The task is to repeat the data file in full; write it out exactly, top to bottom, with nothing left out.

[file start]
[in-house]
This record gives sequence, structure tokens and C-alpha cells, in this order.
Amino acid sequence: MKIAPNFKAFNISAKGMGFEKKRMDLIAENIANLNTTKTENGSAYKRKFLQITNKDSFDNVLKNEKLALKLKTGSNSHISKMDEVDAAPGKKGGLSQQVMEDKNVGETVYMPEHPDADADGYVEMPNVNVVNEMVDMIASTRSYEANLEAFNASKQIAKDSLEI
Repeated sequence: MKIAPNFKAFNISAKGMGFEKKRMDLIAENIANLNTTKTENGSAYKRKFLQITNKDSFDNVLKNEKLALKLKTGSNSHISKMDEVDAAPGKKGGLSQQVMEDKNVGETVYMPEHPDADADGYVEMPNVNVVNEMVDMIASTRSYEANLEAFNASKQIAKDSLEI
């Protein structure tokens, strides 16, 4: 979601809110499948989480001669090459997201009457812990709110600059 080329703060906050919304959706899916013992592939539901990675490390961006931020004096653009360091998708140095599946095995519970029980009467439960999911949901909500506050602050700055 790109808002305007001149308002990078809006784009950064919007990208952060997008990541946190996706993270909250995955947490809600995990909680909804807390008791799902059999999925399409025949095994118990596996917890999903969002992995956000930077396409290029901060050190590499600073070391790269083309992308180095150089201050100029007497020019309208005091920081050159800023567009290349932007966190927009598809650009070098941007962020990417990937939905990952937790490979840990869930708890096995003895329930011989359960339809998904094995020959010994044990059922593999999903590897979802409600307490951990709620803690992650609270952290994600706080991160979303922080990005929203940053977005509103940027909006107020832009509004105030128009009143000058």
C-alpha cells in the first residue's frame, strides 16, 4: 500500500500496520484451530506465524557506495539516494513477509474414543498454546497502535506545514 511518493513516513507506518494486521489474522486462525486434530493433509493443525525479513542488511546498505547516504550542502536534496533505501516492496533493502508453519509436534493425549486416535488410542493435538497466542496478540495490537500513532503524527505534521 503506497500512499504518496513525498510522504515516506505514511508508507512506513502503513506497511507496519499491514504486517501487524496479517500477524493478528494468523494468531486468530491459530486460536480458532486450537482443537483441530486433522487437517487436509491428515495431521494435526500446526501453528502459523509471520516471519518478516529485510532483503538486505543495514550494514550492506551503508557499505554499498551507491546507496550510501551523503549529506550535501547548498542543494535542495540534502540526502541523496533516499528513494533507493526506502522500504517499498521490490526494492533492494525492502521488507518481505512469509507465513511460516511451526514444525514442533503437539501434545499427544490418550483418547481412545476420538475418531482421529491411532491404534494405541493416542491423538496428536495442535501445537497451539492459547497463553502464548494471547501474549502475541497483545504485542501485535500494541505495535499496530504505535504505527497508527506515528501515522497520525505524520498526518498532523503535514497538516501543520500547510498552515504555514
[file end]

[in-house]
This record gives sequence, structure tokens and C-alpha cells, in this order.
Amino acid sequence: MKIAPNFKAFNISAKGMGFEKKRMDLIAENIANLNTTKTENGSAYKRKFLQITNKDSFDNVLKNEKLALKLKTGSNSHISKMDEVDAAPGKKGGLSQQVMEDKNVGETVYMPEHPDADADGYVEMPNVNVVNEMVDMIASTRSYEANLEAFNASKQIAKDSLEI
Repeated sequence: MKIAPNFKAFNISAKGMGFEKKRMDLIAENIANLNTTKTENGSAYKRKFLQITNKDSFDNVLKNEKLALKLKTGSNSHISKMDEVDAAPGKKGGLSQQVMEDKNVGETVYMPEHPDADADGYVEMPNVNVVNEMVDMIASTRSYEANLEAFNASKQIAKDSLEI
């Protein structure tokens, strides 16, 4: 979601809110499948989480001669090459997201009457812990709110600059 080329703060906050919304959706899916013992592939539901990675490390961006931020004096653009360091998708140095599946095995519970029980009467439960999911949901909500506050602050700055 790109808002305007001149308002990078809006784009950064919007990208952060997008990541946190996706993270909250995955947490809600995990909680909804807390008791799902059999999925399409025949095994118990596996917890999903969002992995956000930077396409290029901060050190590499600073070391790269083309992308180095150089201050100029007497020019309208005091920081050159800023567009290349932007966190927009598809650009070098941007962020990417990937939905990952937790490979840990869930708890096995003895329930011989359960339809998904094995020959010994044990059922593999999903590897979802409600307490951990709620803690992650609270952290994600706080991160979303922080990005929203940053977005509103940027909006107020832009509004105030128009009143000058």
C-alpha cells in the first residue's frame, strides 16, 4: 500500500500496520484451530506465524557506495539516494513477509474414543498454546497502535506545514 511518493513516513507506518494486521489474522486462525486434530493433509493443525525479513542488511546498505547516504550542502536534496533505501516492496533493502508453519509436534493425549486416535488410542493435538497466542496478540495490537500513532503524527505534521 503506497500512499504518496513525498510522504515516506505514511508508507512506513502503513506497511507496519499491514504486517501487524496479517500477524493478528494468523494468531486468530491459530486460536480458532486450537482443537483441530486433522487437517487436509491428515495431521494435526500446526501453528502459523509471520516471519518478516529485510532483503538486505543495514550494514550492506551503508557499505554499498551507491546507496550510501551523503549529506550535501547548498542543494535542495540534502540526502541523496533516499528513494533507493526506502522500504517499498521490490526494492533492494525492502521488507518481505512469509507465513511460516511451526514444525514442533503437539501434545499427544490418550483418547481412545476420538475418531482421529491411532491404534494405541493416542491423538496428536495442535501445537497451539492459547497463553502464548494471547501474549502475541497483545504485542501485535500494541505495535499496530504505535504505527497508527506515528501515522497520525505524520498526518498532523503535514497538516501543520500547510498552515504555514